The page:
The NEC PC-8201 had three serial interface ports on the back, "RS-232," "SIO1" and "SIO2." These were all driven by a single IM6402 USART, switched between each physical port via bits 7 and 6 of IO port $90. Details are given in §3.1.8 (p. 3-10) of the NEC PC-8201 Service Manual (PDF).
This allowed a user to plug in multiple devices simultaneously and very quickly switch between them, quickly enough that a user might feel all devices were working at the same time, though of course actually only one device would be accessed at any particular instant. It saved on cost, took up fewer of the 256 I/O ports, and also saved considerable board space on a small machine (the IM6402 was a 40-pin chip).
What other 8-bit microcomputer systems used this technique, where a single controller (such as a UART) that cannot control more than one device at a time would be switched between different devices? (The devices may be on-board or external devices, and, if external, the switching logic may be onboard or in a separate "port expander" unit.) Ideal answers will include the user's view of how the ports were used, an explanation of why the designers implemented the system this way, it, a techincal description of the multiplexing scheme, and references.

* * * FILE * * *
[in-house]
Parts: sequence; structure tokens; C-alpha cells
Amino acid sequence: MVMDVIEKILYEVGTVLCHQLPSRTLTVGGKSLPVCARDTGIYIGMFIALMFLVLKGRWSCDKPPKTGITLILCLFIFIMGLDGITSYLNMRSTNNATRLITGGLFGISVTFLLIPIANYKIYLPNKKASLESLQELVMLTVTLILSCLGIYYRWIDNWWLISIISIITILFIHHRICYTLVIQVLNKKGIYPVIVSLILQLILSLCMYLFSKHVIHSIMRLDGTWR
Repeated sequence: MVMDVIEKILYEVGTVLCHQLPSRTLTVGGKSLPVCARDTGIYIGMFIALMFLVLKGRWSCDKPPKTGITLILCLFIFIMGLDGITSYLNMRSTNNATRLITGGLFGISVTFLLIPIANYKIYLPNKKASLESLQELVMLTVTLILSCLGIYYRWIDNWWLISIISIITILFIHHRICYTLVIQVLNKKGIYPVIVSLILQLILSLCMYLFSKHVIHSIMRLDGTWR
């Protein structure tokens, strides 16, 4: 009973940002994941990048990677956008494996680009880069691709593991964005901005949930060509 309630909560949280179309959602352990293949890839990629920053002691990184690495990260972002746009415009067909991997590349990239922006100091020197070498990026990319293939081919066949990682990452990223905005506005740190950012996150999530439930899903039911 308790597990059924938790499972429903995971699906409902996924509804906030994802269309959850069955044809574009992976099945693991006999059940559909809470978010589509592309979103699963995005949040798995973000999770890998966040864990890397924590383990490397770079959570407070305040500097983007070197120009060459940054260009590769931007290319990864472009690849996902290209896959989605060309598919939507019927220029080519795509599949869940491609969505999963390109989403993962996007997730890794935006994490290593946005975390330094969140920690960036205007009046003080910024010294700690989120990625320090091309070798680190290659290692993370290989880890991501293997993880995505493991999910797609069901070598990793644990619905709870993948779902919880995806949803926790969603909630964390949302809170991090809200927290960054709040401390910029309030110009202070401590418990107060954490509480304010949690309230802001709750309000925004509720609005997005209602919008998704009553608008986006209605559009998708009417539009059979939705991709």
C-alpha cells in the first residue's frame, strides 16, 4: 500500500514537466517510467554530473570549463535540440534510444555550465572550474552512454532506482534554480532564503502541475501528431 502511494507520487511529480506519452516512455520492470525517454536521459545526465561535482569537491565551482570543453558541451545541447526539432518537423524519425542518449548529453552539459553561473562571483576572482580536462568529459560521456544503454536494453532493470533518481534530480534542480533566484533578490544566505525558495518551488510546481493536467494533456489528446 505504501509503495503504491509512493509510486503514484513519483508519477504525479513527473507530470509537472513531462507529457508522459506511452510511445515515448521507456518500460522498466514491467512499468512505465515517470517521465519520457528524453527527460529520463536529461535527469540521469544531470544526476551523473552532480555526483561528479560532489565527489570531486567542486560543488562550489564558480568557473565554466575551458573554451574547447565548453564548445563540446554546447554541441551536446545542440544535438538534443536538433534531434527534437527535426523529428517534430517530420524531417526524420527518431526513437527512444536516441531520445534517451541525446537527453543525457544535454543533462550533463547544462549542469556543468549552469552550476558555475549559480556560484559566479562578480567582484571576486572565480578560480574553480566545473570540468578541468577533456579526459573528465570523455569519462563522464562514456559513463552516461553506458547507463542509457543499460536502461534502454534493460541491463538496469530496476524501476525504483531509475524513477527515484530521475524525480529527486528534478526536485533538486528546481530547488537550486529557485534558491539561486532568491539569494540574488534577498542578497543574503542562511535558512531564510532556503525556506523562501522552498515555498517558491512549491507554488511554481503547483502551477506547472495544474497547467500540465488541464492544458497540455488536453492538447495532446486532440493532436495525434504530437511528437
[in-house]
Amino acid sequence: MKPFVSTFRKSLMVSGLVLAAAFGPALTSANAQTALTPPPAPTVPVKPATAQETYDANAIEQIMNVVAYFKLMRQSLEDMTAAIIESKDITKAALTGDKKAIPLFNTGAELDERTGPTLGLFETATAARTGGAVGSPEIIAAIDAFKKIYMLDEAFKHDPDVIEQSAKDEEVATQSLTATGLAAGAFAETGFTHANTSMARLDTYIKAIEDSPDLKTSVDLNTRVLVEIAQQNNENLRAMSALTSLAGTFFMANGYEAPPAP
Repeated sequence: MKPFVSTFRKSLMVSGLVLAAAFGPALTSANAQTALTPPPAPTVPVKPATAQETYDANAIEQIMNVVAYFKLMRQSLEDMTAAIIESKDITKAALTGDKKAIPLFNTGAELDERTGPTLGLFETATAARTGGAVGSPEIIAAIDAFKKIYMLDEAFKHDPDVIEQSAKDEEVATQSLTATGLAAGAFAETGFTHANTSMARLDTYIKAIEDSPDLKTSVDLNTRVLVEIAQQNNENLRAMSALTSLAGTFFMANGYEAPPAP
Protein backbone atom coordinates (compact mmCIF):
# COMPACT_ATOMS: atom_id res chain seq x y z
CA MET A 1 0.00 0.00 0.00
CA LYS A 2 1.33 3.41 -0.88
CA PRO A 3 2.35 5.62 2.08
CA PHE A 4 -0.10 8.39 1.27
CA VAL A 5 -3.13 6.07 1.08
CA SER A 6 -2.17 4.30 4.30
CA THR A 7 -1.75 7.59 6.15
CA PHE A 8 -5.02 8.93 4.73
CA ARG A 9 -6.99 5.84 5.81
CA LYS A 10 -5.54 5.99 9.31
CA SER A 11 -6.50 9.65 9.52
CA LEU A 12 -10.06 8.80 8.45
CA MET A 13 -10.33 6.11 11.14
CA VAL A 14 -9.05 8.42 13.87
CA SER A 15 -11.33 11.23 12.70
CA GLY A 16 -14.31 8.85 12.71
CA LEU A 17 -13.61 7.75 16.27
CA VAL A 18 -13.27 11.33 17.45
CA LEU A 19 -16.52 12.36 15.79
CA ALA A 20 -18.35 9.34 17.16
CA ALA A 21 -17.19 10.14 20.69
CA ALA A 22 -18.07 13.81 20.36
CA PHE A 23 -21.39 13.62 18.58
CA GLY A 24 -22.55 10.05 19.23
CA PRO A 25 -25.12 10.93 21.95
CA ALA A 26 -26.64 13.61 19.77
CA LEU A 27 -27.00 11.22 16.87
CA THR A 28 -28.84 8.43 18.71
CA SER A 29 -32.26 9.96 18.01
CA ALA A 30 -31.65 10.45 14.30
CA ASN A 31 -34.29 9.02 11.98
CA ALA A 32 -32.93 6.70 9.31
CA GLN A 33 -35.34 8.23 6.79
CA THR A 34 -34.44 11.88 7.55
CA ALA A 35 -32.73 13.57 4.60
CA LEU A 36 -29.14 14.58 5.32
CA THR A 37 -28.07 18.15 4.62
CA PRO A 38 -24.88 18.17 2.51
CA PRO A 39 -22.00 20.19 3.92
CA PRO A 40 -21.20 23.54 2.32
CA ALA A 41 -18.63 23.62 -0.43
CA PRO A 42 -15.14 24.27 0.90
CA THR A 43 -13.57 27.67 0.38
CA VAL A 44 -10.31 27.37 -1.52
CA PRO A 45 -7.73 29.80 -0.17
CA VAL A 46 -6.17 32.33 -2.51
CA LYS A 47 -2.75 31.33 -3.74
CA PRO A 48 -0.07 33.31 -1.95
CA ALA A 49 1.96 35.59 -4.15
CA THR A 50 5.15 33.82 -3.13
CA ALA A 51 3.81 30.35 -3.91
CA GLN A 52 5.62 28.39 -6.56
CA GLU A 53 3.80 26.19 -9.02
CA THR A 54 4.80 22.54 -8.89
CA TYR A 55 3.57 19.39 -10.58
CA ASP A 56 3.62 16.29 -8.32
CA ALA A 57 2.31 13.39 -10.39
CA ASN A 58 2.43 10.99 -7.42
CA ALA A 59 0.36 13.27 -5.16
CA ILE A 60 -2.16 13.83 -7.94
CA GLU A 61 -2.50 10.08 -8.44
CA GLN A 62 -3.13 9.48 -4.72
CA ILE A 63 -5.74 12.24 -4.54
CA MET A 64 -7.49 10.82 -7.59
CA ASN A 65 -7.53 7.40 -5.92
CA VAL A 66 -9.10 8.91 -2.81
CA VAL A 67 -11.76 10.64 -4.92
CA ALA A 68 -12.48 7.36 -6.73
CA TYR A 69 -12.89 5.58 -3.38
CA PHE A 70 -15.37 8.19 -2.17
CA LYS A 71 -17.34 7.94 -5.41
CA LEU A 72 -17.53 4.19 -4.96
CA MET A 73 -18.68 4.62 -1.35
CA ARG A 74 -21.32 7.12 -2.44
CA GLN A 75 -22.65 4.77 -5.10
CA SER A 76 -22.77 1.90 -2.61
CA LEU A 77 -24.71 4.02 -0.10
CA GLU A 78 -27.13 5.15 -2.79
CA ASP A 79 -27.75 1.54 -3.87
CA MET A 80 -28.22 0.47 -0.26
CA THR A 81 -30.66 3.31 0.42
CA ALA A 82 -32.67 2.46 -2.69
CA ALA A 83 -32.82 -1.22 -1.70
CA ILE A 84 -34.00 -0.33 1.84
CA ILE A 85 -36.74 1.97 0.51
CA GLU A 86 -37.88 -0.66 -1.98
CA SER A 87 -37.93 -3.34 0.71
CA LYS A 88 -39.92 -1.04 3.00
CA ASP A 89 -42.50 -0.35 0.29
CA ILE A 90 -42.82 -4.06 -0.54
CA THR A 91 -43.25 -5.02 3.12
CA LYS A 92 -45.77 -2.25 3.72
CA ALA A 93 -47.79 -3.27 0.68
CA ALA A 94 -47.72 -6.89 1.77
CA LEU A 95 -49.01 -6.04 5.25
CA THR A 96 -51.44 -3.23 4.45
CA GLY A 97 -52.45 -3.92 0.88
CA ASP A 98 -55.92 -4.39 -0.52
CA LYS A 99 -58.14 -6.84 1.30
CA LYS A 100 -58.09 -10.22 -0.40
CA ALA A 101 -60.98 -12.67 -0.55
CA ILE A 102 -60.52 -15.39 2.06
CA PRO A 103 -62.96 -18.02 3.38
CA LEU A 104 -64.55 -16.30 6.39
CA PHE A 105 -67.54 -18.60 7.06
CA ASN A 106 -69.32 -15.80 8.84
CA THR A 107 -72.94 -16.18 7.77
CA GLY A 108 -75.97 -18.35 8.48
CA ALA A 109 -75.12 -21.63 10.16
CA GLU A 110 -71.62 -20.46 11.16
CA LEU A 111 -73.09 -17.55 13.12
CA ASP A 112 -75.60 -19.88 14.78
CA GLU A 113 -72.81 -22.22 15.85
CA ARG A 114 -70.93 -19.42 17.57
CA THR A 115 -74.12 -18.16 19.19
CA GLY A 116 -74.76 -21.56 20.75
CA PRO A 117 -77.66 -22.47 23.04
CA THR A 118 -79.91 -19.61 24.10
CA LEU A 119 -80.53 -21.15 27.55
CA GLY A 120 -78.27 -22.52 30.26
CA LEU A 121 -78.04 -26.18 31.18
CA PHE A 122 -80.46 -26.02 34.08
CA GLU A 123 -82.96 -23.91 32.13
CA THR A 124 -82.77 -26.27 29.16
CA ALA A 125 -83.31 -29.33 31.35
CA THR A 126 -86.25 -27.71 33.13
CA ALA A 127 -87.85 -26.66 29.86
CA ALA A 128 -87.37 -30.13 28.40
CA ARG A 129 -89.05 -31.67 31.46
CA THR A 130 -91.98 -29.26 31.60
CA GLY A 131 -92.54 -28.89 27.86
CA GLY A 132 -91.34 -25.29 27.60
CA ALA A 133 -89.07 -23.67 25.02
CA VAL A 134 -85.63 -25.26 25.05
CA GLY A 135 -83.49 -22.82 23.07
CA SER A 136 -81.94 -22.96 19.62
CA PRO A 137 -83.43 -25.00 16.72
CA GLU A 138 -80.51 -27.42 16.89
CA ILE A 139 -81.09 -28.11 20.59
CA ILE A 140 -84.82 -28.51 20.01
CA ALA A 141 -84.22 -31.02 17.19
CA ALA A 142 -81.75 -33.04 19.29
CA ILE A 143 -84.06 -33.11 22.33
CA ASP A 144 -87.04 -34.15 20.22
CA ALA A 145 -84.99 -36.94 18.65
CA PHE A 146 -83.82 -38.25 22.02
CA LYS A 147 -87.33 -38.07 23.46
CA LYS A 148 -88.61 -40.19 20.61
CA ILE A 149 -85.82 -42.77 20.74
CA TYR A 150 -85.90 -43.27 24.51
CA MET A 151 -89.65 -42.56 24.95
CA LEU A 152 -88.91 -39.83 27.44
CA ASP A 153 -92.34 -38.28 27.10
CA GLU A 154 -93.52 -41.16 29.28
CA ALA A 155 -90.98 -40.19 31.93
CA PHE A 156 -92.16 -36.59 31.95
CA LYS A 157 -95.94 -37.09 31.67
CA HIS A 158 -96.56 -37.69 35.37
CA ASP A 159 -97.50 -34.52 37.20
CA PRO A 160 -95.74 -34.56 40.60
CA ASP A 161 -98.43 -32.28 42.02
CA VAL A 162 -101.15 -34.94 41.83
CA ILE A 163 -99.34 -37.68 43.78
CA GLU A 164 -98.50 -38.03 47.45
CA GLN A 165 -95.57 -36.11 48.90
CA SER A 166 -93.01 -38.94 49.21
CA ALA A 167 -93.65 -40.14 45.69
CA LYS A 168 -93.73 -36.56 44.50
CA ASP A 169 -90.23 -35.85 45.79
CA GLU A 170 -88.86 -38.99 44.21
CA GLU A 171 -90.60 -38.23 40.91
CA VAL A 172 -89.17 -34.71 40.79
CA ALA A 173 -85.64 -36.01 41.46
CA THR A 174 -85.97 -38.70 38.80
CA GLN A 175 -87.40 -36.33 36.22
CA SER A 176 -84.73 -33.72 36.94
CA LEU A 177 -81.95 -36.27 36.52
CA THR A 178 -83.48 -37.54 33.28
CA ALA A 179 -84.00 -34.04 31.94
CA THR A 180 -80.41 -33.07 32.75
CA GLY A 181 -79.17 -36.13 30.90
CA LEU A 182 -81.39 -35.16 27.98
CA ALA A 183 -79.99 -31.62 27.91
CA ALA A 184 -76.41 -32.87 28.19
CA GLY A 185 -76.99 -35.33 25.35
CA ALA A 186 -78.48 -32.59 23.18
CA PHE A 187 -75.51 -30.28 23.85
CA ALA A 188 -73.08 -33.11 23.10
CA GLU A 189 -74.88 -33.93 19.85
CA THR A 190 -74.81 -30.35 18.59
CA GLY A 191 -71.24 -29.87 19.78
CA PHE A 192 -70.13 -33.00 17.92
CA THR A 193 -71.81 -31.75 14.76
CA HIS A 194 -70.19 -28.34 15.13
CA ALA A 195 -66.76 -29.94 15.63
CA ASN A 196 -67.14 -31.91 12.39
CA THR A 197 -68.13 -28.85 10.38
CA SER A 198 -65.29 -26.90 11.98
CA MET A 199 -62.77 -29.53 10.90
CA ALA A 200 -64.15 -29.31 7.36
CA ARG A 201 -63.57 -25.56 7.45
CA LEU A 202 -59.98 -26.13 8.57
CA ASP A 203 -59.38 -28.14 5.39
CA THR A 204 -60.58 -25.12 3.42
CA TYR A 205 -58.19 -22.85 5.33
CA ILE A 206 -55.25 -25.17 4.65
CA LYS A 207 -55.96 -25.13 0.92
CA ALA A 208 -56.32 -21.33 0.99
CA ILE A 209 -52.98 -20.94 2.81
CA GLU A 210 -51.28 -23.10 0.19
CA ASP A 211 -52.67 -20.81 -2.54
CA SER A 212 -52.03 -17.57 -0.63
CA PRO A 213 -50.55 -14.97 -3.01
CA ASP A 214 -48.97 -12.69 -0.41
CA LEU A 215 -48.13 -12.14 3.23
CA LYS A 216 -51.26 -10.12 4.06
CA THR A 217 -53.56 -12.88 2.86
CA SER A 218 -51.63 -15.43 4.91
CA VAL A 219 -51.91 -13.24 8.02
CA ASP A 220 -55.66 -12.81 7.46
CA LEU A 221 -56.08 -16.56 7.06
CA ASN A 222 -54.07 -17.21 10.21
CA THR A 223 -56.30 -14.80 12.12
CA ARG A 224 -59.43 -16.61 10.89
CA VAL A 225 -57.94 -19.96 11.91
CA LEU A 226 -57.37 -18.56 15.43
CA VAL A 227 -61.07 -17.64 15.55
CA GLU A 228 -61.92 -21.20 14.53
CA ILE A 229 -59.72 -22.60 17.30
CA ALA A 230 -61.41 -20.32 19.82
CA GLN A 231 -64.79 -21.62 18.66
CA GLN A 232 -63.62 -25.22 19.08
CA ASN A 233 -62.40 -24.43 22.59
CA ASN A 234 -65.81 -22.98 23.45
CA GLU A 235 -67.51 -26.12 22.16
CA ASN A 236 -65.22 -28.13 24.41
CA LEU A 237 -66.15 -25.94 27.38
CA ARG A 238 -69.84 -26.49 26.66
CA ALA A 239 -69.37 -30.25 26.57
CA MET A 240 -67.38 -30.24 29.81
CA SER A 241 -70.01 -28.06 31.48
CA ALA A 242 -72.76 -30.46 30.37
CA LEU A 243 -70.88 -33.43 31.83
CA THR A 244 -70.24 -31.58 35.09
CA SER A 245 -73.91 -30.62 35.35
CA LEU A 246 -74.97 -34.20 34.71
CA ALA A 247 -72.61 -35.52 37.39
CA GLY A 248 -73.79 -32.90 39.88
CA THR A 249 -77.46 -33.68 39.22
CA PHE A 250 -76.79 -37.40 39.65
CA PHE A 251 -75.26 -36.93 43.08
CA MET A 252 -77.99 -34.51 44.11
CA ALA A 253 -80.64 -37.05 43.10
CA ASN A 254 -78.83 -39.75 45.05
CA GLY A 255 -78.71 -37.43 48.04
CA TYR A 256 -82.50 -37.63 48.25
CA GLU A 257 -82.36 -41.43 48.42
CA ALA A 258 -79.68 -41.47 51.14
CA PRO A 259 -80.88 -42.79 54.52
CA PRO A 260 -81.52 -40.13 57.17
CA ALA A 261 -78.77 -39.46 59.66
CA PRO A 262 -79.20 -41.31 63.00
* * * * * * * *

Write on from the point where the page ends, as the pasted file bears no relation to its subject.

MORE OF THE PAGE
Note that I'm not asking about external multi-device bus systems such as Atari SIO, but only systems that appeared to the user to have separate external ports where the devices did not share the external port with other devices connected at the same time. (Or, for internal muliplexing, where the device itself was not "aware" that was sharing a controller with other devices.)